Text: Our new neighbor: Philosophy / Humans fear NOTHING and the VACUUM / Philosophers (and modern physicists), on the other hand, deal with NOTHING on a daily basis / G.F.W. Hegel says that NOTHING is the necessary antithesis to any SOMETHING / Without NOTHING there is no MOVEMENT / Oskar Negt reports - -

Text: WHAT DOES NOTHING MEAN? / Oskar Negt on a philosophical concept

Text: G.W.F. Hegel

Alexander Kluge: The most important general categories: Nothing and something, good and evil. Could you explain the term Nothing in a philosophical sense? What does Nothing mean?

Oskar Negt: Negating Nothing … Nothing … Well, first of all, it has the status of a concept – like Something.

Kluge: It’s the opposite of Something.

Negt: Descartes would say that it is an innate idea, just like the notion of God, and … we have an idea of Nothing that might inspire something like a horror vacui, a fear of the vacuum, so … but if we think of a Something, we also need to consider the Not-Something, the negation of Something.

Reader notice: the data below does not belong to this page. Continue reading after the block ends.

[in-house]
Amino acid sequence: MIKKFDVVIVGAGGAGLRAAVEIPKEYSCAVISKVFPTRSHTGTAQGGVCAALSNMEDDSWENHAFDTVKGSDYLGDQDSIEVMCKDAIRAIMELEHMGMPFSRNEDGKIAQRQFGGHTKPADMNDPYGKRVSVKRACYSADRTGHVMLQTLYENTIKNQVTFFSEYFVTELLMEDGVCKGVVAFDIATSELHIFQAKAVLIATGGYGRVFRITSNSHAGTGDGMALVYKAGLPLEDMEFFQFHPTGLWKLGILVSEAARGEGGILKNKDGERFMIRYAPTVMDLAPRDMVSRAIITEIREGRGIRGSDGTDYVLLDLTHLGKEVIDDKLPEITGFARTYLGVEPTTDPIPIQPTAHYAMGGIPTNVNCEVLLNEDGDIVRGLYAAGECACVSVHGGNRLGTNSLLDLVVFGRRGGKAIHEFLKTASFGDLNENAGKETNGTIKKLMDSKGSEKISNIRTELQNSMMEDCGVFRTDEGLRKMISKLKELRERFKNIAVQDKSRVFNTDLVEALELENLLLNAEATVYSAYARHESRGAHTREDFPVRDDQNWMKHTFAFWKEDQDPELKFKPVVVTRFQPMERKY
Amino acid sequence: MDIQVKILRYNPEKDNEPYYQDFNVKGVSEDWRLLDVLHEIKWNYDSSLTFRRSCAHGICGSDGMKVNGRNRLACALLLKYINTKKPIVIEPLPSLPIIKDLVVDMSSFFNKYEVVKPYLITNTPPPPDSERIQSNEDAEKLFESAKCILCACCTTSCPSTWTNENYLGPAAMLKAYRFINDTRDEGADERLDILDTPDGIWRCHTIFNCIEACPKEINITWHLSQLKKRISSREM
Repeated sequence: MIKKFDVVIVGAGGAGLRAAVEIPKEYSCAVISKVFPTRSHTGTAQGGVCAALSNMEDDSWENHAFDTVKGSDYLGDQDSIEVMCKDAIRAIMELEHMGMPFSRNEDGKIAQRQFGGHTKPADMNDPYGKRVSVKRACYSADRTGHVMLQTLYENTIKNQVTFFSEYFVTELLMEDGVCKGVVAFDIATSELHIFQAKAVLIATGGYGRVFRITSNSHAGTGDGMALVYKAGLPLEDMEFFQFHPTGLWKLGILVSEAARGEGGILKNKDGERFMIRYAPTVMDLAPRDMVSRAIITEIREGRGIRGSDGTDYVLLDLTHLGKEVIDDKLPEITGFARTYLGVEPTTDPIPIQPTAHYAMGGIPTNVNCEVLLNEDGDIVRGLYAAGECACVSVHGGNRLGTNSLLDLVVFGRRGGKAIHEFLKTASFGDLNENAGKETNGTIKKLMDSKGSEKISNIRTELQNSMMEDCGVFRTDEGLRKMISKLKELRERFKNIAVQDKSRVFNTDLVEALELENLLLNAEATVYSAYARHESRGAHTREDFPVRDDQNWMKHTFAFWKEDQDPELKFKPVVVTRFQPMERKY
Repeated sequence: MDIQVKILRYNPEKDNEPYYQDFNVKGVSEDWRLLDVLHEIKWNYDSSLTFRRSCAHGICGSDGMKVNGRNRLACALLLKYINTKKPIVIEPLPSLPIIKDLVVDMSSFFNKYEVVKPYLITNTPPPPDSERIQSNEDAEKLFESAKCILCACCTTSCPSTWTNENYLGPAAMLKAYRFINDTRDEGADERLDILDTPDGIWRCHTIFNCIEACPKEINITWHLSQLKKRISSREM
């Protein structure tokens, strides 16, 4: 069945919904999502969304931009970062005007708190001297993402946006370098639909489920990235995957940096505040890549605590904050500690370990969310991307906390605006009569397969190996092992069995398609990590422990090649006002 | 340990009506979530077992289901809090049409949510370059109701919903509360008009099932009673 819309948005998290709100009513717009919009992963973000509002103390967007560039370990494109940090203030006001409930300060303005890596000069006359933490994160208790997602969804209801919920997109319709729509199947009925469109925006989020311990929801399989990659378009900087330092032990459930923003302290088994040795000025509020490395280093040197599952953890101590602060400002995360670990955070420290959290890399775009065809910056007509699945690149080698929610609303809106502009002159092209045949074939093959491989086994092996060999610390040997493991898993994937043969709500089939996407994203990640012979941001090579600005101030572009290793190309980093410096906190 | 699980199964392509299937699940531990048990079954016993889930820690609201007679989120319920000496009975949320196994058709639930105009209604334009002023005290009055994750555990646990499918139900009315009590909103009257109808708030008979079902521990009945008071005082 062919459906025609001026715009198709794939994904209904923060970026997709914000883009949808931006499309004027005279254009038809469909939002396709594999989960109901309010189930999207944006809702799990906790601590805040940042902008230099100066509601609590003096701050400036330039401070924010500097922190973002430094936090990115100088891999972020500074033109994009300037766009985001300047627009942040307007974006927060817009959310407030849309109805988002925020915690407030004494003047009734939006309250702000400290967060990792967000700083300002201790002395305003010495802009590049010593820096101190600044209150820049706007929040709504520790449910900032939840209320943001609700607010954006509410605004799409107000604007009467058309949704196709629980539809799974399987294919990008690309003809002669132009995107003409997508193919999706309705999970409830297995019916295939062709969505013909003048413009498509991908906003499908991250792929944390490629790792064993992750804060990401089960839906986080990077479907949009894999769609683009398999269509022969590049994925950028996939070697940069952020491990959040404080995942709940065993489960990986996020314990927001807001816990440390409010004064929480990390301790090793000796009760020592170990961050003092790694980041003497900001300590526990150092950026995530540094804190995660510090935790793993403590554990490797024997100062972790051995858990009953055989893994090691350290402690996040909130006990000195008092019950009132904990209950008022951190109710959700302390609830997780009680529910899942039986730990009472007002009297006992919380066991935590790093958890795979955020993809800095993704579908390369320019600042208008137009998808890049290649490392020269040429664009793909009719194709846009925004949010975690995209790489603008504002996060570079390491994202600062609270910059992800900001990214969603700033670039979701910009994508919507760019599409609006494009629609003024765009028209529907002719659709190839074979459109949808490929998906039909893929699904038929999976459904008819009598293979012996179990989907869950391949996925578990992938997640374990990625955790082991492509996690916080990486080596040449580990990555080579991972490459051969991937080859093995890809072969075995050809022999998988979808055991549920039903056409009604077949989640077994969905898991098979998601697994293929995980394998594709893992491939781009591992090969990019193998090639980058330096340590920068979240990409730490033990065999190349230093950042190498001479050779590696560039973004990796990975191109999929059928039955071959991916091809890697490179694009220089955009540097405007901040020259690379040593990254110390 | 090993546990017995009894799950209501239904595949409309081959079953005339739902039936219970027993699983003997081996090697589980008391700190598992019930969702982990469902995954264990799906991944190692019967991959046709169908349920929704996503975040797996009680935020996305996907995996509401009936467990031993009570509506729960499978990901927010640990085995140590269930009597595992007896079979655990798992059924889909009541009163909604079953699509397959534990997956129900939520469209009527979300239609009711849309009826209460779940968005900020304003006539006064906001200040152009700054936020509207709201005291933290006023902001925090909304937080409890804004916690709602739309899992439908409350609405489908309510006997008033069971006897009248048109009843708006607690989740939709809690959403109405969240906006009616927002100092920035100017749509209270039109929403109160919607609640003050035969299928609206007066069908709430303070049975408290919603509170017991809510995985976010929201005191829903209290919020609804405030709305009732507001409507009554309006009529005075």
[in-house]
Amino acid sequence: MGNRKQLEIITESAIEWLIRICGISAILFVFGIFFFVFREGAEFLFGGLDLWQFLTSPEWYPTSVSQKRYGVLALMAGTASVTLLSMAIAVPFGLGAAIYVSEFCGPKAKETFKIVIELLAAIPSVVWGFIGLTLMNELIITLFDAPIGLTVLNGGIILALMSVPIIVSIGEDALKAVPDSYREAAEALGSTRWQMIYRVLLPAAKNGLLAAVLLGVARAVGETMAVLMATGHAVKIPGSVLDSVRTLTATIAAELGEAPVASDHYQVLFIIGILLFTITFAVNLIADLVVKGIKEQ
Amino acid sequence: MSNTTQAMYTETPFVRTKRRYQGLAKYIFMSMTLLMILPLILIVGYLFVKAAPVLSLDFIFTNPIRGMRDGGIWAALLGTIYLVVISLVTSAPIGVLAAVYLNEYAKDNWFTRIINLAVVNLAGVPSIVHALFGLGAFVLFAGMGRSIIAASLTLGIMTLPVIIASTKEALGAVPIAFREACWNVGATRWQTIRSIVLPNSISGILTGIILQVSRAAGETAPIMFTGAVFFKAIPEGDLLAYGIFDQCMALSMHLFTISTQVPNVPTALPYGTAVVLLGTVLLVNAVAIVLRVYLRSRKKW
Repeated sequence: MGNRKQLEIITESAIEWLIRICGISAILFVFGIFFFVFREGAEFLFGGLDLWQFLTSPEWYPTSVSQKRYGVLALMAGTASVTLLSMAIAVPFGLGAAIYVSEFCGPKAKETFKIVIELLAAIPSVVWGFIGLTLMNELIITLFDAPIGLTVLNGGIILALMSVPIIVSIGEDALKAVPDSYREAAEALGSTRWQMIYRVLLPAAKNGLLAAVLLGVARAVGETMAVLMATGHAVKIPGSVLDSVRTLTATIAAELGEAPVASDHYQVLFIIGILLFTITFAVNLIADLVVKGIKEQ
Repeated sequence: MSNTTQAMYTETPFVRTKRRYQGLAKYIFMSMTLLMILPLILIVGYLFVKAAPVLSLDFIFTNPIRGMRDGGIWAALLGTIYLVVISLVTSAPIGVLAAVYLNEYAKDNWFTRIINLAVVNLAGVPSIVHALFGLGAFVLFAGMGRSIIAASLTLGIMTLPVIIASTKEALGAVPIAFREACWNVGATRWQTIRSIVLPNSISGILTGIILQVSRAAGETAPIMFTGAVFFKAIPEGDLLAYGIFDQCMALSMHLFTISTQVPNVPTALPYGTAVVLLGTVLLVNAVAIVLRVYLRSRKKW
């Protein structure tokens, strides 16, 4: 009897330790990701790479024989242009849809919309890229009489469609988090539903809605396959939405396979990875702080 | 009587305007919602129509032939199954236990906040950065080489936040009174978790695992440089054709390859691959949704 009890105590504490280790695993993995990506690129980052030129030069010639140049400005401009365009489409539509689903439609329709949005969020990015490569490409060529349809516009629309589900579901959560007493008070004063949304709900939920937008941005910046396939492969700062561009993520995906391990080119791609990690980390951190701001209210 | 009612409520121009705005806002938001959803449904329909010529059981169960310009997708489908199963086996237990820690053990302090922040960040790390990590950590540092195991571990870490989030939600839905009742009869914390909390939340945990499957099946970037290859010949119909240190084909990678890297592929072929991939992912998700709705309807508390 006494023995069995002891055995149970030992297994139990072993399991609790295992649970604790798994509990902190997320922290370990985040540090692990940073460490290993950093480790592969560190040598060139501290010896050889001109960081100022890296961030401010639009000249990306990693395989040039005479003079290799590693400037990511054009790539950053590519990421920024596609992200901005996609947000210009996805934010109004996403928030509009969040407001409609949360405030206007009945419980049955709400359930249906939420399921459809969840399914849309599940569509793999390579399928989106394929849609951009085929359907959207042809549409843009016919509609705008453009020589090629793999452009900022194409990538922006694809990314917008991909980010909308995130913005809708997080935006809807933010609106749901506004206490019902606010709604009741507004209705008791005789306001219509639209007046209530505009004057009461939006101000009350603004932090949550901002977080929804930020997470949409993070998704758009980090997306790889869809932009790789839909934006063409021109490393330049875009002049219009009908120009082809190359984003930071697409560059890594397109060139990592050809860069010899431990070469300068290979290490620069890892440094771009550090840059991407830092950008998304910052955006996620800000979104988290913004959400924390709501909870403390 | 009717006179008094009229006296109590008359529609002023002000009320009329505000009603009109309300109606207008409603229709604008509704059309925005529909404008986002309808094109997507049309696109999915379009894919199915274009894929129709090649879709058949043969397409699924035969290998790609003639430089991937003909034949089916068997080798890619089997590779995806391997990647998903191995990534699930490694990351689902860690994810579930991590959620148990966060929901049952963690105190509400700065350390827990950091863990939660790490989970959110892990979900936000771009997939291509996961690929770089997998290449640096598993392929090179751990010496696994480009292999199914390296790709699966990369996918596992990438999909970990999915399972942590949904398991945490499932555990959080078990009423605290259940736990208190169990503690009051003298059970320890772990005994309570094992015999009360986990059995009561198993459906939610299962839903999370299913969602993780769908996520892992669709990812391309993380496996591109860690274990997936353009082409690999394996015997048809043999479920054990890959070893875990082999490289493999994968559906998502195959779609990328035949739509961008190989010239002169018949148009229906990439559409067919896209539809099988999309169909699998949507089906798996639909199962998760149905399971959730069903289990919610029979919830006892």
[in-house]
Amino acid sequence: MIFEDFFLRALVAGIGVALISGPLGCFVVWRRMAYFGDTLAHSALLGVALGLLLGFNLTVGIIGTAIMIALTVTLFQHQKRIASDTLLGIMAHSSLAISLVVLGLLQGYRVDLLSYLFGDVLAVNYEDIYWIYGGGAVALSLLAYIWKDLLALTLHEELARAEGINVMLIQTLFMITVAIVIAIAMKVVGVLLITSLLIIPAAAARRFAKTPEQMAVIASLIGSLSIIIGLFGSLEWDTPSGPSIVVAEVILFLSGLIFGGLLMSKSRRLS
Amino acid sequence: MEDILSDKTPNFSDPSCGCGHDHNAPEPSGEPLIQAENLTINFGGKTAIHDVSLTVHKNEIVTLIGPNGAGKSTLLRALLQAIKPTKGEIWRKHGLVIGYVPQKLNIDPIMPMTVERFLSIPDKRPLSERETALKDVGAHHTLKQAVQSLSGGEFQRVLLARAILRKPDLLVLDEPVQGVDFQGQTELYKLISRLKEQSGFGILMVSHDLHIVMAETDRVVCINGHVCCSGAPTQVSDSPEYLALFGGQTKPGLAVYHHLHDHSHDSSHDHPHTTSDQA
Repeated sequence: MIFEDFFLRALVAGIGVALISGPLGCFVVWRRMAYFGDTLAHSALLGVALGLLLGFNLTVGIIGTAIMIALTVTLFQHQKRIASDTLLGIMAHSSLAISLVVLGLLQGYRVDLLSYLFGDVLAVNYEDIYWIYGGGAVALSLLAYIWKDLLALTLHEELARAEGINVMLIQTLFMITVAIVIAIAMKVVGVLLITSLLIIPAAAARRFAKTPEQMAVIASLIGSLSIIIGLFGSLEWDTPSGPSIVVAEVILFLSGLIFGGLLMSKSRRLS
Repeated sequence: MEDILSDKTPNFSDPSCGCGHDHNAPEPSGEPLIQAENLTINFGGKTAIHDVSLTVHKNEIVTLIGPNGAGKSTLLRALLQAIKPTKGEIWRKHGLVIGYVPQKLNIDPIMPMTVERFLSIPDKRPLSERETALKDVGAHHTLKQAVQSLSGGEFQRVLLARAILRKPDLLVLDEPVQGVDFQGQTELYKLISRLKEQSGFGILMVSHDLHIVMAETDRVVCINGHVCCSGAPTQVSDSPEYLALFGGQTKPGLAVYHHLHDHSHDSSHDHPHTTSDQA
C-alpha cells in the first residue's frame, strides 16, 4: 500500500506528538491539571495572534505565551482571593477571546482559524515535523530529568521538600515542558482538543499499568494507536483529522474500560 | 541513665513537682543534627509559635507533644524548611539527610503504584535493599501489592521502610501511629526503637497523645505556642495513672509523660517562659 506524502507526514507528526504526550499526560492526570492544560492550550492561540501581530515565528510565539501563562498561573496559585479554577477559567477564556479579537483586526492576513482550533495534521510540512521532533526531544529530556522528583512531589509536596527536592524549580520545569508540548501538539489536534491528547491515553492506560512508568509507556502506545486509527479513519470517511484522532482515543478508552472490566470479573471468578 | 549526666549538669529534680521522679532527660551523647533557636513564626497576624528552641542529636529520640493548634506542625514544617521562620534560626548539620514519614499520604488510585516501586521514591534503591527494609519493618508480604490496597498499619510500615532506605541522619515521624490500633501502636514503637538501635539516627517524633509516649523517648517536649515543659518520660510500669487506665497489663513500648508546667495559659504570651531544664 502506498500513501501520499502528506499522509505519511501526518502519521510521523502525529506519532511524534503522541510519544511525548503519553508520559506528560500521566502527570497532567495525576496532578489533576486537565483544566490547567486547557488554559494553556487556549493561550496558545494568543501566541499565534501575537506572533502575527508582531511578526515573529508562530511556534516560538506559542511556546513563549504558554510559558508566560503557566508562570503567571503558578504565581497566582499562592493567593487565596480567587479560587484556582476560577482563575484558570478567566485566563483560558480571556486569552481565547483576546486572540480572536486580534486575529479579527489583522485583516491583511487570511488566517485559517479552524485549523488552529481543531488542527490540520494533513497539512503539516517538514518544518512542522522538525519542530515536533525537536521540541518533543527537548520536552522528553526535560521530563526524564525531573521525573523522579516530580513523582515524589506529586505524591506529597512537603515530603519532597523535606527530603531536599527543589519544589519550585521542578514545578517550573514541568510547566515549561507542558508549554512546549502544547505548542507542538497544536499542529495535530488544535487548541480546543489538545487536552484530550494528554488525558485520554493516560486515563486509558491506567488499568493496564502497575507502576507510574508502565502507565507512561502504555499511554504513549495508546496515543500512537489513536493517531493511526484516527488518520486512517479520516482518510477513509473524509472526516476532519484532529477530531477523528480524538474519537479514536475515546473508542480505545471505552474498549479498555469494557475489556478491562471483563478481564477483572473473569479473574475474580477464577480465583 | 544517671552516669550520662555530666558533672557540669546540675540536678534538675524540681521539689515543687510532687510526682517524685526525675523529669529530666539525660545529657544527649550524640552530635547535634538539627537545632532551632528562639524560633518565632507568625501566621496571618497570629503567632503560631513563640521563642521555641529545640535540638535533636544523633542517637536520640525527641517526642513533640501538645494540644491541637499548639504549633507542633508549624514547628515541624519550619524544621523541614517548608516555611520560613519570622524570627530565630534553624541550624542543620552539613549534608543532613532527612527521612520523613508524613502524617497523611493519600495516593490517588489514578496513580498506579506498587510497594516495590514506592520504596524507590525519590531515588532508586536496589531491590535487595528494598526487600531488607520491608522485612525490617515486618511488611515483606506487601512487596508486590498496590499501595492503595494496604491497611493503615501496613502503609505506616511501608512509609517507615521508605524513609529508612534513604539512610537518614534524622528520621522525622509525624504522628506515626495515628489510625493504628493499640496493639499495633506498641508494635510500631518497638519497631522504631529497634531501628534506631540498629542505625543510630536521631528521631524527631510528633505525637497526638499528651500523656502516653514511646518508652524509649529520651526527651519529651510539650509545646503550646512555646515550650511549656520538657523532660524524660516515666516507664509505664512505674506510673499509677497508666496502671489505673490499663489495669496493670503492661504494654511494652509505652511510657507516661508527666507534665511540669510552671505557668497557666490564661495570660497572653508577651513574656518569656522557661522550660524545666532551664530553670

Text: Oskar Negt, philosopher and sociologist

Kluge: And according to Kant – different philosophers have different understandings of the term, after all – according to Kant, what is the negation of Something?

Negt: The negation of Something would be negation – the concept does play a role in his table of categories: negation. But Nothing is always determined by Something. That means, the Negation of Being is Nothing. And Nothing has been attributed a lot of different facets throughout the history of philosophy, a lot of characteristics. If a Buddhist talks about the negation of the world, their sense of Nothing possesses a liberating quality, a conservatory quality, something one can … it’s about tranquility, tranquility.

Kluge: Which gives rise to new Being. Which gives rise to different possibilities of Being. The possibility is the Nothing – for a Buddhist that would not sound absurd.

Negt: No. That’s why different religions have different spaces with different connotations that they call Nothing. In a philosophical sense, Hamann is certainly not talking about anything other but the negation of Something. But the negation of Something is also not simply empirical: You can neither prove Something, because it’s a general concept …

Text: Johann Georg Hamann, philosopher in Königsberg